In addition to standard requirements for the Institution's animal facilities, the UAA Chemical Safety, Radiation Safety and Biosafety Committees specify protective gear (including but not limited to gloves, arm protectors, goggles, face shields, and masks), cleanliness, and containment (including proper disposal) requirements for each individual project involving biohazardous substances. Personnel working in high-noise areas are provided ear protection.
Personnel working in areas where they may be exposed to contaminated airborne particulate material or vapors are provided with suitable respiratory protection and are trained and evaluated for its use.
The University of Alaska Anchorage is not engaged in work involving non-human primates.
The UAA Occupational Health and Safety Program for personnel working with animals or animal tissues, fluids or waste includes medical evaluation and preventive medicine provided through the participation of a contract health care provider experienced in occupational health. Confidentiality and other medical and legal factors have been considered in the context of appropriate federal, state, and local regulations.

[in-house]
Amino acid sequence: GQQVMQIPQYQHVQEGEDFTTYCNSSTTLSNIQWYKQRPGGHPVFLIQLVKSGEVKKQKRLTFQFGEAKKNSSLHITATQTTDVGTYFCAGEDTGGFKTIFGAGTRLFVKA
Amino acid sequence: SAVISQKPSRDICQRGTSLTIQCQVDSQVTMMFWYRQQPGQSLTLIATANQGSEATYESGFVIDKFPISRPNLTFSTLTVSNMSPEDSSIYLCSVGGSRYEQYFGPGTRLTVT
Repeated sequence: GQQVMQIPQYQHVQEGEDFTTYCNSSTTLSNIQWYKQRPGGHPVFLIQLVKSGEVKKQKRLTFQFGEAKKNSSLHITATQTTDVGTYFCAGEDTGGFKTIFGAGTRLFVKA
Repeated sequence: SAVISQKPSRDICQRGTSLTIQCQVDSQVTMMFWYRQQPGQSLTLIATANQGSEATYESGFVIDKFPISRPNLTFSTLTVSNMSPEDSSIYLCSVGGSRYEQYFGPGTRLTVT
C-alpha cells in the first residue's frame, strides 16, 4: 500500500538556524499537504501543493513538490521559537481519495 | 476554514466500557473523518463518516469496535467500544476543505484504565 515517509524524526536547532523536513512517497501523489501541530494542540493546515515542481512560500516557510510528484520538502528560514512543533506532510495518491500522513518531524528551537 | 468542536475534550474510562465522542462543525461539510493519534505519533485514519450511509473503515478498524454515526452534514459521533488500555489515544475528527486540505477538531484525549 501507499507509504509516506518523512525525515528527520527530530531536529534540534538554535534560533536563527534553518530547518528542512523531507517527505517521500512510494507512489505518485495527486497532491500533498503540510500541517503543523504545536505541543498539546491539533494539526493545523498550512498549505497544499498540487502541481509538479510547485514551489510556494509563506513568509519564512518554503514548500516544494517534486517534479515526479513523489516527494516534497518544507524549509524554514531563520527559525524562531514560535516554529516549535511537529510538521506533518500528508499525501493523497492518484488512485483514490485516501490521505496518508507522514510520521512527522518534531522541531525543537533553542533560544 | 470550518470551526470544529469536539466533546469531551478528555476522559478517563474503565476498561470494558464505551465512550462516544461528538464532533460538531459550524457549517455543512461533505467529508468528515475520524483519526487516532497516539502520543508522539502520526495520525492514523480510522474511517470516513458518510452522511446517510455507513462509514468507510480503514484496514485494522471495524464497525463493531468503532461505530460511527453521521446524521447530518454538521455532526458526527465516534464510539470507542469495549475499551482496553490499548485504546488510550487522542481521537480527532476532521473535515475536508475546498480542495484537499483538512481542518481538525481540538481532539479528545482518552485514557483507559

A pre-assignment and annual health history evaluation is required for personnel within certain risk categories. This includes establishing an appropriate immunization schedule for each employee. All animal care personnel are immunized against tetanus. Other immunizations are provided as recommended by the health care provider sometimes in consultation with UAA Veterinary Services (e.g. rabies, hepatitis A, hepatitis B, etc.).
Pre-employment or pre-exposure serum collection is not normally done but will be considered if recommended by the health care provider or the UAA Biosafety committee. All collection and archiving of serum from employees may be subject to approval by the UAA Institutional Review Board.